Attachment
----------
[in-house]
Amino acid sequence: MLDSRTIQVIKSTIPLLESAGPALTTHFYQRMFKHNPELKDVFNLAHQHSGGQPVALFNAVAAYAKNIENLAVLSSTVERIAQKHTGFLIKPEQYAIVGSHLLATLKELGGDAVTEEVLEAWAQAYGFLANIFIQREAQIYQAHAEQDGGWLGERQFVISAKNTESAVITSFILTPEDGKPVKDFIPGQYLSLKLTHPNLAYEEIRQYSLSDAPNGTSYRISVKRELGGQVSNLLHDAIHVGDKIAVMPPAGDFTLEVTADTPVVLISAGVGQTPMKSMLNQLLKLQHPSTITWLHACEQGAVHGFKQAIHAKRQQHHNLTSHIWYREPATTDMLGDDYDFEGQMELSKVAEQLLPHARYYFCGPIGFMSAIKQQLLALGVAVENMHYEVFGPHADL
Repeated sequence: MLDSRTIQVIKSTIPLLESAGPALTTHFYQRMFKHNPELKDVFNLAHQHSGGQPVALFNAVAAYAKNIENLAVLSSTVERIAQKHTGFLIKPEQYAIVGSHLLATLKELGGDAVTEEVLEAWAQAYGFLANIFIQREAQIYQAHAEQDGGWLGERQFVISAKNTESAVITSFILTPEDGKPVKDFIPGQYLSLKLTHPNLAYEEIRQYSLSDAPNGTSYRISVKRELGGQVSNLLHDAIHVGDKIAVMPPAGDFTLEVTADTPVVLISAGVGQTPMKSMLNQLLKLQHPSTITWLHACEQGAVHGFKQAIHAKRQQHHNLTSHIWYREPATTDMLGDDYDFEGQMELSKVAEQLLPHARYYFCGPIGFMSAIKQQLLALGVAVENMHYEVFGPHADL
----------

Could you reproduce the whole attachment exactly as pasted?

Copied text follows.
[in-house]
Amino acid sequence: MLDSRTIQVIKSTIPLLESAGPALTTHFYQRMFKHNPELKDVFNLAHQHSGGQPVALFNAVAAYAKNIENLAVLSSTVERIAQKHTGFLIKPEQYAIVGSHLLATLKELGGDAVTEEVLEAWAQAYGFLANIFIQREAQIYQAHAEQDGGWLGERQFVISAKNTESAVITSFILTPEDGKPVKDFIPGQYLSLKLTHPNLAYEEIRQYSLSDAPNGTSYRISVKRELGGQVSNLLHDAIHVGDKIAVMPPAGDFTLEVTADTPVVLISAGVGQTPMKSMLNQLLKLQHPSTITWLHACEQGAVHGFKQAIHAKRQQHHNLTSHIWYREPATTDMLGDDYDFEGQMELSKVAEQLLPHARYYFCGPIGFMSAIKQQLLALGVAVENMHYEVFGPHADL
Repeated sequence: MLDSRTIQVIKSTIPLLESAGPALTTHFYQRMFKHNPELKDVFNLAHQHSGGQPVALFNAVAAYAKNIENLAVLSSTVERIAQKHTGFLIKPEQYAIVGSHLLATLKELGGDAVTEEVLEAWAQAYGFLANIFIQREAQIYQAHAEQDGGWLGERQFVISAKNTESAVITSFILTPEDGKPVKDFIPGQYLSLKLTHPNLAYEEIRQYSLSDAPNGTSYRISVKRELGGQVSNLLHDAIHVGDKIAVMPPAGDFTLEVTADTPVVLISAGVGQTPMKSMLNQLLKLQHPSTITWLHACEQGAVHGFKQAIHAKRQQHHNLTSHIWYREPATTDMLGDDYDFEGQMELSKVAEQLLPHARYYFCGPIGFMSAIKQQLLALGVAVENMHYEVFGPHADL